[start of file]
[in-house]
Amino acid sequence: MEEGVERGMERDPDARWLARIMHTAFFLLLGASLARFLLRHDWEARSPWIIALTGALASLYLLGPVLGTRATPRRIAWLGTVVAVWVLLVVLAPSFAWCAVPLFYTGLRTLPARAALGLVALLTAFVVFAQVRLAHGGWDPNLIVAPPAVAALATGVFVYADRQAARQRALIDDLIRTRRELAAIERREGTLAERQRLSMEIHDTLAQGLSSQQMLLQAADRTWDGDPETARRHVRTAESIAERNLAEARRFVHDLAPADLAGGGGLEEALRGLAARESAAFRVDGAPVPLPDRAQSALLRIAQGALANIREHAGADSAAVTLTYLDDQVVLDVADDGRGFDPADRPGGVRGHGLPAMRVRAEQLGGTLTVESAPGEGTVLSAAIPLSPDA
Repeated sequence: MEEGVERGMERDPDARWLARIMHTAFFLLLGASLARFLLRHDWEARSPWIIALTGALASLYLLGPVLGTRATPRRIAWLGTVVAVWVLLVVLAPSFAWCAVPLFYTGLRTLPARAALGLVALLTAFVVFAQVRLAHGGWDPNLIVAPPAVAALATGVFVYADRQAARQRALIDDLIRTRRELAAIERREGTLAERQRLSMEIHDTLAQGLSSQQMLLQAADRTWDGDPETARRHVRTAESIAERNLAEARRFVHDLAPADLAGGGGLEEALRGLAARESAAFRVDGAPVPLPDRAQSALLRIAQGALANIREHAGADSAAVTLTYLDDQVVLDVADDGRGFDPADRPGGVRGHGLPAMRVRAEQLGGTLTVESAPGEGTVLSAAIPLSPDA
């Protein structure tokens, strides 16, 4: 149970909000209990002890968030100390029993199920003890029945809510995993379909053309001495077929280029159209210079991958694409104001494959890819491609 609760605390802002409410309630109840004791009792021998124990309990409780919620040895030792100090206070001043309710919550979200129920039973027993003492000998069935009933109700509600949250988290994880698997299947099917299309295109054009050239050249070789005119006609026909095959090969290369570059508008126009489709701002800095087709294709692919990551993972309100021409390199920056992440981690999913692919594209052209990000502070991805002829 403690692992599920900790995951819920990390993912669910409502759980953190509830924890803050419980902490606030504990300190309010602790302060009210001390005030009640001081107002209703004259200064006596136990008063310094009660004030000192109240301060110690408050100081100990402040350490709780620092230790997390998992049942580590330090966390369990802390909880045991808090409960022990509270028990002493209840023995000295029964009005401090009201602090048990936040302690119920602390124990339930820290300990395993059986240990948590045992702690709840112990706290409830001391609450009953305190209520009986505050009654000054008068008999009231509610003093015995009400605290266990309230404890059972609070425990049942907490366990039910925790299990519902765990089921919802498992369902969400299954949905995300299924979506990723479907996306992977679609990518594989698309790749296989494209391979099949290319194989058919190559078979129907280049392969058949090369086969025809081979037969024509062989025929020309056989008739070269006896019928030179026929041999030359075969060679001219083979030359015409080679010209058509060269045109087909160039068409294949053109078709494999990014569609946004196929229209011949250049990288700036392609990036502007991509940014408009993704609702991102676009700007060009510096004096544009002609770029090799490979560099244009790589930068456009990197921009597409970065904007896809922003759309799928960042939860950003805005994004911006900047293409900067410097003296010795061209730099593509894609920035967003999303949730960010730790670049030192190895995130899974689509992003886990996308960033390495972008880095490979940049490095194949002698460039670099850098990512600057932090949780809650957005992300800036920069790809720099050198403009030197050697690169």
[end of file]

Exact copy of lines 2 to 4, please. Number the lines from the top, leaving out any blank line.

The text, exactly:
Amino acid sequence: MEEGVERGMERDPDARWLARIMHTAFFLLLGASLARFLLRHDWEARSPWIIALTGALASLYLLGPVLGTRATPRRIAWLGTVVAVWVLLVVLAPSFAWCAVPLFYTGLRTLPARAALGLVALLTAFVVFAQVRLAHGGWDPNLIVAPPAVAALATGVFVYADRQAARQRALIDDLIRTRRELAAIERREGTLAERQRLSMEIHDTLAQGLSSQQMLLQAADRTWDGDPETARRHVRTAESIAERNLAEARRFVHDLAPADLAGGGGLEEALRGLAARESAAFRVDGAPVPLPDRAQSALLRIAQGALANIREHAGADSAAVTLTYLDDQVVLDVADDGRGFDPADRPGGVRGHGLPAMRVRAEQLGGTLTVESAPGEGTVLSAAIPLSPDA
Repeated sequence: MEEGVERGMERDPDARWLARIMHTAFFLLLGASLARFLLRHDWEARSPWIIALTGALASLYLLGPVLGTRATPRRIAWLGTVVAVWVLLVVLAPSFAWCAVPLFYTGLRTLPARAALGLVALLTAFVVFAQVRLAHGGWDPNLIVAPPAVAALATGVFVYADRQAARQRALIDDLIRTRRELAAIERREGTLAERQRLSMEIHDTLAQGLSSQQMLLQAADRTWDGDPETARRHVRTAESIAERNLAEARRFVHDLAPADLAGGGGLEEALRGLAARESAAFRVDGAPVPLPDRAQSALLRIAQGALANIREHAGADSAAVTLTYLDDQVVLDVADDGRGFDPADRPGGVRGHGLPAMRVRAEQLGGTLTVESAPGEGTVLSAAIPLSPDA
């Protein structure tokens, strides 16, 4: 149970909000209990002890968030100390029993199920003890029945809510995993379909053309001495077929280029159209210079991958694409104001494959890819491609 609760605390802002409410309630109840004791009792021998124990309990409780919620040895030792100090206070001043309710919550979200129920039973027993003492000998069935009933109700509600949250988290994880698997299947099917299309295109054009050239050249070789005119006609026909095959090969290369570059508008126009489709701002800095087709294709692919990551993972309100021409390199920056992440981690999913692919594209052209990000502070991805002829 403690692992599920900790995951819920990390993912669910409502759980953190509830924890803050419980902490606030504990300190309010602790302060009210001390005030009640001081107002209703004259200064006596136990008063310094009660004030000192109240301060110690408050100081100990402040350490709780620092230790997390998992049942580590330090966390369990802390909880045991808090409960022990509270028990002493209840023995000295029964009005401090009201602090048990936040302690119920602390124990339930820290300990395993059986240990948590045992702690709840112990706290409830001391609450009953305190209520009986505050009654000054008068008999009231509610003093015995009400605290266990309230404890059972609070425990049942907490366990039910925790299990519902765990089921919802498992369902969400299954949905995300299924979506990723479907996306992977679609990518594989698309790749296989494209391979099949290319194989058919190559078979129907280049392969058949090369086969025809081979037969024509062989025929020309056989008739070269006896019928030179026929041999030359075969060679001219083979030359015409080679010209058509060269045109087909160039068409294949053109078709494999990014569609946004196929229209011949250049990288700036392609990036502007991509940014408009993704609702991102676009700007060009510096004096544009002609770029090799490979560099244009790589930068456009990197921009597409970065904007896809922003759309799928960042939860950003805005994004911006900047293409900067410097003296010795061209730099593509894609920035967003999303949730960010730790670049030192190895995130899974689509992003886990996308960033390495972008880095490979940049490095194949002698460039670099850098990512600057932090949780809650957005992300800036920069790809720099050198403009030197050697690169």